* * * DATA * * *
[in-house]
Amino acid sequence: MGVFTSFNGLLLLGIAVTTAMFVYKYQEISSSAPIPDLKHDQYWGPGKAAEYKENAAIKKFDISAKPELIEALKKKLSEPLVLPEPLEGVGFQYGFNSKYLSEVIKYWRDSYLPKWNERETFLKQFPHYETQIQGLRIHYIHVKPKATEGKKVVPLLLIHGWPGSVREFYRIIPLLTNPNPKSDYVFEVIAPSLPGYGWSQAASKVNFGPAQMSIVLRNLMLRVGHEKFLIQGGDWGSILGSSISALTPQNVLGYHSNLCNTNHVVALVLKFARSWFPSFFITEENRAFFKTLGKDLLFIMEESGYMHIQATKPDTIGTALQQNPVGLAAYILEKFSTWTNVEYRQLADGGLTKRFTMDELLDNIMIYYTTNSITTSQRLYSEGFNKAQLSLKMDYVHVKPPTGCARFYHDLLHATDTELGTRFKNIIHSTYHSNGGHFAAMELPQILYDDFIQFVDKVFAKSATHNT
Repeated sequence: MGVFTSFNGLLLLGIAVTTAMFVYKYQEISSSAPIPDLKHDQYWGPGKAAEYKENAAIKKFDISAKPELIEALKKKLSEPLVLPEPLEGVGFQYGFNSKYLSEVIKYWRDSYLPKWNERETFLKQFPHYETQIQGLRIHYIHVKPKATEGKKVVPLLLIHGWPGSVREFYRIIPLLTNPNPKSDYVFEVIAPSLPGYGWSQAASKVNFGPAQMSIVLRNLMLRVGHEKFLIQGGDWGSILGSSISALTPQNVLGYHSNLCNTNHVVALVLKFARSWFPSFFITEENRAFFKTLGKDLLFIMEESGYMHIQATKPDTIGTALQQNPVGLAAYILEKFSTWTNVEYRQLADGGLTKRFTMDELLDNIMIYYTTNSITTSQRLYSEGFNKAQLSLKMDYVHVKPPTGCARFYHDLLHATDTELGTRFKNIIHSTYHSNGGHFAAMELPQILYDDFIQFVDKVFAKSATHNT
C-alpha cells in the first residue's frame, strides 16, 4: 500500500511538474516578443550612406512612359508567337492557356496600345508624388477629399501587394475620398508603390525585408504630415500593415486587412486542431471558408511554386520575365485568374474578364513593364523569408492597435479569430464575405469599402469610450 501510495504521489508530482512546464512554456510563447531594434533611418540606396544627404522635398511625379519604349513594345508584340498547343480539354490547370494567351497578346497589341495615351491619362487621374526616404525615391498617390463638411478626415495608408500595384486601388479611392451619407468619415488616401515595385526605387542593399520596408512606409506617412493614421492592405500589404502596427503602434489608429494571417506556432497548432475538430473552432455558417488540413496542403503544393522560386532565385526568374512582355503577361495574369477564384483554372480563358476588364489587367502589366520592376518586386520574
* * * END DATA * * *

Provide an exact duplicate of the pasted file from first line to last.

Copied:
[in-house]
Amino acid sequence: MGVFTSFNGLLLLGIAVTTAMFVYKYQEISSSAPIPDLKHDQYWGPGKAAEYKENAAIKKFDISAKPELIEALKKKLSEPLVLPEPLEGVGFQYGFNSKYLSEVIKYWRDSYLPKWNERETFLKQFPHYETQIQGLRIHYIHVKPKATEGKKVVPLLLIHGWPGSVREFYRIIPLLTNPNPKSDYVFEVIAPSLPGYGWSQAASKVNFGPAQMSIVLRNLMLRVGHEKFLIQGGDWGSILGSSISALTPQNVLGYHSNLCNTNHVVALVLKFARSWFPSFFITEENRAFFKTLGKDLLFIMEESGYMHIQATKPDTIGTALQQNPVGLAAYILEKFSTWTNVEYRQLADGGLTKRFTMDELLDNIMIYYTTNSITTSQRLYSEGFNKAQLSLKMDYVHVKPPTGCARFYHDLLHATDTELGTRFKNIIHSTYHSNGGHFAAMELPQILYDDFIQFVDKVFAKSATHNT
Repeated sequence: MGVFTSFNGLLLLGIAVTTAMFVYKYQEISSSAPIPDLKHDQYWGPGKAAEYKENAAIKKFDISAKPELIEALKKKLSEPLVLPEPLEGVGFQYGFNSKYLSEVIKYWRDSYLPKWNERETFLKQFPHYETQIQGLRIHYIHVKPKATEGKKVVPLLLIHGWPGSVREFYRIIPLLTNPNPKSDYVFEVIAPSLPGYGWSQAASKVNFGPAQMSIVLRNLMLRVGHEKFLIQGGDWGSILGSSISALTPQNVLGYHSNLCNTNHVVALVLKFARSWFPSFFITEENRAFFKTLGKDLLFIMEESGYMHIQATKPDTIGTALQQNPVGLAAYILEKFSTWTNVEYRQLADGGLTKRFTMDELLDNIMIYYTTNSITTSQRLYSEGFNKAQLSLKMDYVHVKPPTGCARFYHDLLHATDTELGTRFKNIIHSTYHSNGGHFAAMELPQILYDDFIQFVDKVFAKSATHNT
C-alpha cells in the first residue's frame, strides 16, 4: 500500500511538474516578443550612406512612359508567337492557356496600345508624388477629399501587394475620398508603390525585408504630415500593415486587412486542431471558408511554386520575365485568374474578364513593364523569408492597435479569430464575405469599402469610450 501510495504521489508530482512546464512554456510563447531594434533611418540606396544627404522635398511625379519604349513594345508584340498547343480539354490547370494567351497578346497589341495615351491619362487621374526616404525615391498617390463638411478626415495608408500595384486601388479611392451619407468619415488616401515595385526605387542593399520596408512606409506617412493614421492592405500589404502596427503602434489608429494571417506556432497548432475538430473552432455558417488540413496542403503544393522560386532565385526568374512582355503577361495574369477564384483554372480563358476588364489587367502589366520592376518586386520574